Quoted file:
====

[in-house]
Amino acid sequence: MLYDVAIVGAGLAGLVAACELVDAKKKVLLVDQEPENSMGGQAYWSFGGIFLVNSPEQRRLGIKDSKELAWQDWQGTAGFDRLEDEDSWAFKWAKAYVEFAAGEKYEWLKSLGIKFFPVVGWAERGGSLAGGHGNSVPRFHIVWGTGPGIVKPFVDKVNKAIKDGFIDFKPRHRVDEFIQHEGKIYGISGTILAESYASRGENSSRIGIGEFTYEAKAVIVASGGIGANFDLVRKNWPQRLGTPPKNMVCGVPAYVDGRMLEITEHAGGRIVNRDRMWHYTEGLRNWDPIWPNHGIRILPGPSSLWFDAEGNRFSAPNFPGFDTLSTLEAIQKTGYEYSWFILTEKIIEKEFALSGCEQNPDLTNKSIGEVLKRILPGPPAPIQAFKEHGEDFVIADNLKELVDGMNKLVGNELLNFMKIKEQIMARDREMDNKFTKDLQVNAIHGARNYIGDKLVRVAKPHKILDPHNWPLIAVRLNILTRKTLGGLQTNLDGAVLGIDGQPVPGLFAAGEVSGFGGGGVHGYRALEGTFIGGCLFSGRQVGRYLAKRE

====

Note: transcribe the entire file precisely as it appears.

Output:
[in-house]
Amino acid sequence: MLYDVAIVGAGLAGLVAACELVDAKKKVLLVDQEPENSMGGQAYWSFGGIFLVNSPEQRRLGIKDSKELAWQDWQGTAGFDRLEDEDSWAFKWAKAYVEFAAGEKYEWLKSLGIKFFPVVGWAERGGSLAGGHGNSVPRFHIVWGTGPGIVKPFVDKVNKAIKDGFIDFKPRHRVDEFIQHEGKIYGISGTILAESYASRGENSSRIGIGEFTYEAKAVIVASGGIGANFDLVRKNWPQRLGTPPKNMVCGVPAYVDGRMLEITEHAGGRIVNRDRMWHYTEGLRNWDPIWPNHGIRILPGPSSLWFDAEGNRFSAPNFPGFDTLSTLEAIQKTGYEYSWFILTEKIIEKEFALSGCEQNPDLTNKSIGEVLKRILPGPPAPIQAFKEHGEDFVIADNLKELVDGMNKLVGNELLNFMKIKEQIMARDREMDNKFTKDLQVNAIHGARNYIGDKLVRVAKPHKILDPHNWPLIAVRLNILTRKTLGGLQTNLDGAVLGIDGQPVPGLFAAGEVSGFGGGGVHGYRALEGTFIGGCLFSGRQVGRYLAKRE